Understanding female social dominance: comparative behavioral endocrinology in the Genus Eulemur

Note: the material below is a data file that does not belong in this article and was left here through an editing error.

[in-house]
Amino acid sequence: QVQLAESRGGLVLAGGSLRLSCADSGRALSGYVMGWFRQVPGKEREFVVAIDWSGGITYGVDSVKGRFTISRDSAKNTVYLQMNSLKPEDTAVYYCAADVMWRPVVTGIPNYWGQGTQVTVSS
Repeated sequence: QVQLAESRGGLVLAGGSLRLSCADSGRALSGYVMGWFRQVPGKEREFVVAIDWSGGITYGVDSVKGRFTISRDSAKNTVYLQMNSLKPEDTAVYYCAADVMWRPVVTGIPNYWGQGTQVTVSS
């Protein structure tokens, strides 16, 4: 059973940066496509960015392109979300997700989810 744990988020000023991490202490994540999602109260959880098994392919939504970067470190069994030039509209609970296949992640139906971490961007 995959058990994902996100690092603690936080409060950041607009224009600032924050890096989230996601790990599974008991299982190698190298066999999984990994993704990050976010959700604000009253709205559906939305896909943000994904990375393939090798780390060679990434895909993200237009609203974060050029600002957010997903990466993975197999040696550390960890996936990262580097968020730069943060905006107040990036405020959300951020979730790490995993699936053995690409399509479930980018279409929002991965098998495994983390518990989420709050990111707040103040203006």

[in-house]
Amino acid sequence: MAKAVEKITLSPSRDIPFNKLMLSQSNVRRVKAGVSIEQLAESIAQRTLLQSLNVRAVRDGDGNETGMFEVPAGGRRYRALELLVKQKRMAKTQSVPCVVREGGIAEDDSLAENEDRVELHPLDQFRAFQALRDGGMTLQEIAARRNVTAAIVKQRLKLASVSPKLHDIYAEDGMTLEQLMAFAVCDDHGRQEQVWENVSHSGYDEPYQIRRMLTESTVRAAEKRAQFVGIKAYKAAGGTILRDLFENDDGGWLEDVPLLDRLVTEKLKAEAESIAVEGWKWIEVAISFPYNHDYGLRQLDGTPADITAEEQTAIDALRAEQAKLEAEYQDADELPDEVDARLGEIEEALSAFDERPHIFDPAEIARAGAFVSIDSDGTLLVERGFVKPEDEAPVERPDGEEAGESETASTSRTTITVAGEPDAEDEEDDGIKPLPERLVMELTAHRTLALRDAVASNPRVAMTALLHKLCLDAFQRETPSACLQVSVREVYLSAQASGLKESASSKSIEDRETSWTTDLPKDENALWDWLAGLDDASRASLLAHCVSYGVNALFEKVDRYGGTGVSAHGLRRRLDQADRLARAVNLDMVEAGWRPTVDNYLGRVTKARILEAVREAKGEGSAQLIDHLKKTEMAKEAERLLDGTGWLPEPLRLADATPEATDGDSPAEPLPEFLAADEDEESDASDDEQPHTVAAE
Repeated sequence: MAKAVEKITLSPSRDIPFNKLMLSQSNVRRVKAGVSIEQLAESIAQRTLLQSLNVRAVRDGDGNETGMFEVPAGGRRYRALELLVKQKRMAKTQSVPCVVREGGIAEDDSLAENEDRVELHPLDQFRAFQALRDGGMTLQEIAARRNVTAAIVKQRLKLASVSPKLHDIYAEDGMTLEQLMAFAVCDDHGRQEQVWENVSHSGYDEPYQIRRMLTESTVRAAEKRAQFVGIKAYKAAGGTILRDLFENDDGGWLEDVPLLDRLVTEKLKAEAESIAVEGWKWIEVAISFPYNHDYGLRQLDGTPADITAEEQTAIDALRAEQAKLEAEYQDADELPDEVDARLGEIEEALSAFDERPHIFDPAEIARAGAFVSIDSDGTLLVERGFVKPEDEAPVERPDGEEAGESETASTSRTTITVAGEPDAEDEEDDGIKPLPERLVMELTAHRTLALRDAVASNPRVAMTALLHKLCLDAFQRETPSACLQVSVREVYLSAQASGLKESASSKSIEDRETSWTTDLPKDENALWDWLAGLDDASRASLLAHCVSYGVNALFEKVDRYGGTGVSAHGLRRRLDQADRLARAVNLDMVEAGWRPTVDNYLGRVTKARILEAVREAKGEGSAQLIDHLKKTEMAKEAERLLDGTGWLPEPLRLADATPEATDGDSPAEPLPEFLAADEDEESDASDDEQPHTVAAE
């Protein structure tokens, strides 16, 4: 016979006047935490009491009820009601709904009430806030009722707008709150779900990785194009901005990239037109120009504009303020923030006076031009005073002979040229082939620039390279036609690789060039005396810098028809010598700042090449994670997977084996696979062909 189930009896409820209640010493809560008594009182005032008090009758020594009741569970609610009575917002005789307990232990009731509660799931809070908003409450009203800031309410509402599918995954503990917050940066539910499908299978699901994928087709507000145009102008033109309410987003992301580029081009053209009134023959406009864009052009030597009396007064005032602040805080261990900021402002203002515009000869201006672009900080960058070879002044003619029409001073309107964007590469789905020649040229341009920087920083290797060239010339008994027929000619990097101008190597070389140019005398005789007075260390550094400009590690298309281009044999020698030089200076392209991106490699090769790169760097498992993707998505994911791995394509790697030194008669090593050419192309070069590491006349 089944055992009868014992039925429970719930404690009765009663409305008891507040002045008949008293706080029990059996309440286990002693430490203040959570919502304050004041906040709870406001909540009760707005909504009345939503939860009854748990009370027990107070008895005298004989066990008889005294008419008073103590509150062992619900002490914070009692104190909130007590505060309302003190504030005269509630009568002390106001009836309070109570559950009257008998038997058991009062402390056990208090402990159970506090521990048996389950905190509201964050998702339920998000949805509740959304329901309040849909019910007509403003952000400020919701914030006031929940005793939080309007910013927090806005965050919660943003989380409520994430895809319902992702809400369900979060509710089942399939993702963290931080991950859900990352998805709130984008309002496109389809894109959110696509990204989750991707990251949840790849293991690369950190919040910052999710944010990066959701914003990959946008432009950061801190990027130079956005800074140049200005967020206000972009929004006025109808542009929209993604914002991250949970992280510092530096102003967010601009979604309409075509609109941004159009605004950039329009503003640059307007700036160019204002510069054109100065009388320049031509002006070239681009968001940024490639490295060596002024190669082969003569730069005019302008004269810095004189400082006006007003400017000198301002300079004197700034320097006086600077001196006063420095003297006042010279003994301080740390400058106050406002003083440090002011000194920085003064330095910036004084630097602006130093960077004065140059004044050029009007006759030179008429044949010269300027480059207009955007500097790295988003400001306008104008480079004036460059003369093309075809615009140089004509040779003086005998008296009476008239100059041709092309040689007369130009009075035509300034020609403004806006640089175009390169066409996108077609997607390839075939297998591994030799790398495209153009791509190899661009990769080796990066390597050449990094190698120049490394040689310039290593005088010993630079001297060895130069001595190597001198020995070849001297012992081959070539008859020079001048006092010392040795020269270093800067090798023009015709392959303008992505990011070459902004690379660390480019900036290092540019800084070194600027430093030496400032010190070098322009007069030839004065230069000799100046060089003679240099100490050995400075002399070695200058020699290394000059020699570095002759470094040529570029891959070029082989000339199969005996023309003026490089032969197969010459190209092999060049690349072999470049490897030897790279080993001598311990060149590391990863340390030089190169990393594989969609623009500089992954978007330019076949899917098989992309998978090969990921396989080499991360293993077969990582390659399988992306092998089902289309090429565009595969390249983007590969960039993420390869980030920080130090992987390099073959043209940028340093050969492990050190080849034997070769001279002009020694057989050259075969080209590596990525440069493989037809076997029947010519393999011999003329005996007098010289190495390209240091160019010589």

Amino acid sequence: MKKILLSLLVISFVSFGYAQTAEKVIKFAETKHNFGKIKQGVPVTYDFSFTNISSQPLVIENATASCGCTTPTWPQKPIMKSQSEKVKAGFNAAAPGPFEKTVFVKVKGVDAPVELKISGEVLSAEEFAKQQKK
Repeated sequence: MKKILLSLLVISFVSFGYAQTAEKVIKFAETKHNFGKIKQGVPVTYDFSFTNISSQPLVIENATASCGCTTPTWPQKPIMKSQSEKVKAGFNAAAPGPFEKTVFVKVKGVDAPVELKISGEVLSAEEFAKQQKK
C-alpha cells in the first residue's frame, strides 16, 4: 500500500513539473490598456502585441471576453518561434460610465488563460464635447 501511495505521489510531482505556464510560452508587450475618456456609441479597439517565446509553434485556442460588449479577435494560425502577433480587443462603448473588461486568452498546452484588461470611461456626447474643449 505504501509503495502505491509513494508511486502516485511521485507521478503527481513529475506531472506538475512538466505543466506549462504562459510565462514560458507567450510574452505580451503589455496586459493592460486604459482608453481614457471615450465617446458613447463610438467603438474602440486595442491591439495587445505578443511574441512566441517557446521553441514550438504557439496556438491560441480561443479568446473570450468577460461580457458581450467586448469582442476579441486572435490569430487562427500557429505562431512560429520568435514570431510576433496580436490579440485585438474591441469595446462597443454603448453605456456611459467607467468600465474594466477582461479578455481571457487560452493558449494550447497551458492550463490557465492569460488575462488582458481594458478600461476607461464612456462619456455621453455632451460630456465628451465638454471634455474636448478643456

Female social dominance over males is unusual in mammals, yet characterizes most Malagasy lemurs, which represent almost 30% of all primates. Despite its prevalence in this suborder, both the evolutionary trajectory and proximate mechanism of female dominance remain unclear. Potentially associated with female dominance is a suite of behavioral, physiological and morphological traits in females that implicates ‘masculinization’ via androgen exposure; however, relative to conspecific males, female lemurs curiously show little evidence of raised androgen concentrations. In order to illuminate the proximate mechanisms underlying female dominance in lemurs, I observed mixed‐sex pairs of related Eulemur species, and identified two key study groups ‐‐ one comprised of species expressing female dominance and, the other comprised of species (from a recently evolved clade) showing equal status between the sexes (hereafter ‘egalitarian’). Comparing females from these two groups, to test the hypothesis that female dominance is an expression of an overall masculinization of the female, I 1) characterize the expression of female dominance, aggression, affiliation, and olfactory communication in Eulemur; 2) provide novel information about the hormonal and neuroendocrine correlates associated with the expression of female dominance; 3) investigate the activational role of the sex-steroid hormones in adult female Eulemur using seasonal correlates of hormonal and behavioral change; and 4) examine the specific role of estrogen in the regulation and expression of sex-reversed female behavior in these species. In doing so I highlight significant behavioral and physiological differences between female-dominant and egalitarian Eulemur and show that female dominance is associated with a more masculine behavioral and hormonal profile. I also suggest that these behavioral and hormonal differences may be the result of fundamental differences in the biosynthetic pathway associated with estrogen production. Moreover, I assert that these putative physiological differences could provide a parsimonious proximate mechanism explaining the evolution of female dominance and its subsequent relaxation in egalitarian Eulemur species.
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